Grass is the foundation of a golf course, so it’s no wonder that the type of grass used on a golf course affects how well you perform. The grass on a golf course affects ball speed and direction of travel. To master the game of golf, it’s important to be familiar with the foundation of the golf course that you’re playing on.
Some grasses are more common than others. The three most common grasses used on golf courses are:
- Bermuda Grass: Bermuda grass is common in the Southeast because of it’s ability to withstand high temperatures. It’s often sandy with coarse, wide blades and doesn’t grow when it’s disconnected from the stem, which requires frequent reseeding.
- Bent Grass: Bent grass is the most common of the three grasses. Its thick, mat-like blades are what make it so desirable to golfers.
- Poa Annua Grass: Poa Annua grass is often used in the West Coast. It has shallow roots, requiring large amounts of rain to keep it in good condition.
Other grasses include:
- Bahia Grass: This relatively low maintenance grass is normally found in warm climate areas. It’s used for creating roughs and around landscaping.
- Fescue: Fescue grass is actually a combination of grasses and thrives in cool and warm climates.
- Kentucky Bluegrass: This drought-resistant grass is usually used near hazards and on fairways.
- Rye Grass: Rye grass is a cool season grass. This type of grass is also popular on tennis courts.
- St. Augustine Grass: This grass is used on greens and around trees and it’s very similar to bermuda grass.
- Zoysia Grass: This type of grass is known for its blanketing effect and works well in both cool and warm climates.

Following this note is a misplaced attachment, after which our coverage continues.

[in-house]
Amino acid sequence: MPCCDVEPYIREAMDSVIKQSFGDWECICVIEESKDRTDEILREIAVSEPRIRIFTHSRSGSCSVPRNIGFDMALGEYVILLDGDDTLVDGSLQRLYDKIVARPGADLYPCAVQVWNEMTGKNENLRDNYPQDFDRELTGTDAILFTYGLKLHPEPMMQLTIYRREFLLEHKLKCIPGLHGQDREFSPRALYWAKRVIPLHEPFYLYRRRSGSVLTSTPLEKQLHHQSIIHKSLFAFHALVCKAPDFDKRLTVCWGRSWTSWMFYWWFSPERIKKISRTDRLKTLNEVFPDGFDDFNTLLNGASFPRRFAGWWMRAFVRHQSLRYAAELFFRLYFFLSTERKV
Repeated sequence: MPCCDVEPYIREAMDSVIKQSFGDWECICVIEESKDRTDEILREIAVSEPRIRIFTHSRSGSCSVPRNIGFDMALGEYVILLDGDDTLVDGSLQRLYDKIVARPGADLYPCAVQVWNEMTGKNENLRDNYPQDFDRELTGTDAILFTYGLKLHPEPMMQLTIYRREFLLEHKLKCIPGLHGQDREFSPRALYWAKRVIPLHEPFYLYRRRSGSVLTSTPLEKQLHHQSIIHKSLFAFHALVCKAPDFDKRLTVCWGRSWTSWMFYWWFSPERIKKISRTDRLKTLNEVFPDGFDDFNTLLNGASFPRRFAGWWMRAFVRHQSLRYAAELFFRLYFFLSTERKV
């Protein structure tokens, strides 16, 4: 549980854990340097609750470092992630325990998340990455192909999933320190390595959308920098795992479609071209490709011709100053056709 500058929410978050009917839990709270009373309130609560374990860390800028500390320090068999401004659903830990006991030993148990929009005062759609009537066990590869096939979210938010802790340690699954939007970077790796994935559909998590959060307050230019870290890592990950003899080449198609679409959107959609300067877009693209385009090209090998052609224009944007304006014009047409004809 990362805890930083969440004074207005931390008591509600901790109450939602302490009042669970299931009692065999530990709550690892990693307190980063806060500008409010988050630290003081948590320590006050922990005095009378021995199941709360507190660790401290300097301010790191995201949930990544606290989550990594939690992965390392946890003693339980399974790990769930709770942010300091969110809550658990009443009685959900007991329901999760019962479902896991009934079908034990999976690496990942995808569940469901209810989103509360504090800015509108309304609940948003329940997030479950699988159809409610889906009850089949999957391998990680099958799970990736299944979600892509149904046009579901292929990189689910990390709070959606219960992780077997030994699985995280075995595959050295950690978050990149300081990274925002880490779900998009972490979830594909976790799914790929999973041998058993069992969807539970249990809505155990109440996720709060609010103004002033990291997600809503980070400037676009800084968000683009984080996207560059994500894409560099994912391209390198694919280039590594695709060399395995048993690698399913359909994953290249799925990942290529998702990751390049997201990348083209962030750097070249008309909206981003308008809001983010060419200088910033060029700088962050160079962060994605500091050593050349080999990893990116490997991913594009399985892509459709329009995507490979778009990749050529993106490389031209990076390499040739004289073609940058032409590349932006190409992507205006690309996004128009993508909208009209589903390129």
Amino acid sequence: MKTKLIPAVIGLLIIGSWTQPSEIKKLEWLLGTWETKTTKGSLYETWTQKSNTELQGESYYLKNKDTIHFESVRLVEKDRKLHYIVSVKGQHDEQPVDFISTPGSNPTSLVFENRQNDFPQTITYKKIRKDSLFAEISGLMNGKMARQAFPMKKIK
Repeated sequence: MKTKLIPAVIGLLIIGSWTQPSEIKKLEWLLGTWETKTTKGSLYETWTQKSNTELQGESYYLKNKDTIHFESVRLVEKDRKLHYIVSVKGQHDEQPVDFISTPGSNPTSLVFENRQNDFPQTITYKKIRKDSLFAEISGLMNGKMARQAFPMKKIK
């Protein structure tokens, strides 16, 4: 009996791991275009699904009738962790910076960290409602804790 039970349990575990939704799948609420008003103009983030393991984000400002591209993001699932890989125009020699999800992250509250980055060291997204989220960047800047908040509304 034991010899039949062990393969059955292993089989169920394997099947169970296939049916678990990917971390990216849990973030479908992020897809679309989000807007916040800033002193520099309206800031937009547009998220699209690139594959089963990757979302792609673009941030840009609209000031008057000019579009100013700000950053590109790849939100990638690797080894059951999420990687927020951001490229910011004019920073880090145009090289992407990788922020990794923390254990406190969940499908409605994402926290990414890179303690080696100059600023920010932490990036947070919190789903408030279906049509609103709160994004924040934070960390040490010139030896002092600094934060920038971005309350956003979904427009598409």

The type of grass used on a golf course will also affect the overall feel and style of the course. Grasses that can be mowed to different lengths allow the golf course designer to be more creative. Grasses that are low maintenance will make it easier to keep a golf course looking good year round.
Hybrid grasses are becoming noticeably more popular. They allow putting surface to roll like bent grass but are coarse like bermuda. Not matter the type of grass, each grass has a grain, resistance and green speed. It’s important for golfers to know what each of these characteristics are.
- Grain: Grain is when grass grows horizontal in respect to the putting surface. The grain of the grass has an effect on where you have to aim to putt.
- Resistance: Resistance refers to how quickly the grass of a golf course will slow the ball down. The grain, height, and type of grass all affect its resistance.
- Speed: Speed is determined by a device called a stimpmeter. This device applies force to a golf ball then measures how far it traveled. It’s important for golfers to be able to judge the green speed as either slow, medium, or fast.
There’s no doubt that the type of grass used on a golf course affects a golfer’s game. Learn how different types of grass affect the ball and your golf game will improve in no time.
Trisha Banks is a blogger for The Grass Outlet, a turf farm in Austin, Texas. Trisha wants to know if grass affects a person’s golf game.